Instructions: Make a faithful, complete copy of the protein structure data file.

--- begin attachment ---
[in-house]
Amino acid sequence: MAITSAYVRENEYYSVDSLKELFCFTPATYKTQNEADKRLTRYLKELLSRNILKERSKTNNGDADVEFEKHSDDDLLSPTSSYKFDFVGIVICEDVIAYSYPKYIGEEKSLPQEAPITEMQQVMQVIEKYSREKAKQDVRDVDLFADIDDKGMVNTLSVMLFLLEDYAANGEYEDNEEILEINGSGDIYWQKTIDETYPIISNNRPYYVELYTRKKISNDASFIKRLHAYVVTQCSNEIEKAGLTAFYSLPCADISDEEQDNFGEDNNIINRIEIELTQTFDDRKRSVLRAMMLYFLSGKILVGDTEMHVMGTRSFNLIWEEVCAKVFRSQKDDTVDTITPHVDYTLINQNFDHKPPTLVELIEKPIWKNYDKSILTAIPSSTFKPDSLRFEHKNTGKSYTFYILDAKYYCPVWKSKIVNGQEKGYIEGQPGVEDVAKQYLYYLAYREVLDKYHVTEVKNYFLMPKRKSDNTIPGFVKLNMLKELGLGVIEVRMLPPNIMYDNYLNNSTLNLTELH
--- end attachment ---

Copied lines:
[in-house]
Amino acid sequence: MAITSAYVRENEYYSVDSLKELFCFTPATYKTQNEADKRLTRYLKELLSRNILKERSKTNNGDADVEFEKHSDDDLLSPTSSYKFDFVGIVICEDVIAYSYPKYIGEEKSLPQEAPITEMQQVMQVIEKYSREKAKQDVRDVDLFADIDDKGMVNTLSVMLFLLEDYAANGEYEDNEEILEINGSGDIYWQKTIDETYPIISNNRPYYVELYTRKKISNDASFIKRLHAYVVTQCSNEIEKAGLTAFYSLPCADISDEEQDNFGEDNNIINRIEIELTQTFDDRKRSVLRAMMLYFLSGKILVGDTEMHVMGTRSFNLIWEEVCAKVFRSQKDDTVDTITPHVDYTLINQNFDHKPPTLVELIEKPIWKNYDKSILTAIPSSTFKPDSLRFEHKNTGKSYTFYILDAKYYCPVWKSKIVNGQEKGYIEGQPGVEDVAKQYLYYLAYREVLDKYHVTEVKNYFLMPKRKSDNTIPGFVKLNMLKELGLGVIEVRMLPPNIMYDNYLNNSTLNLTELH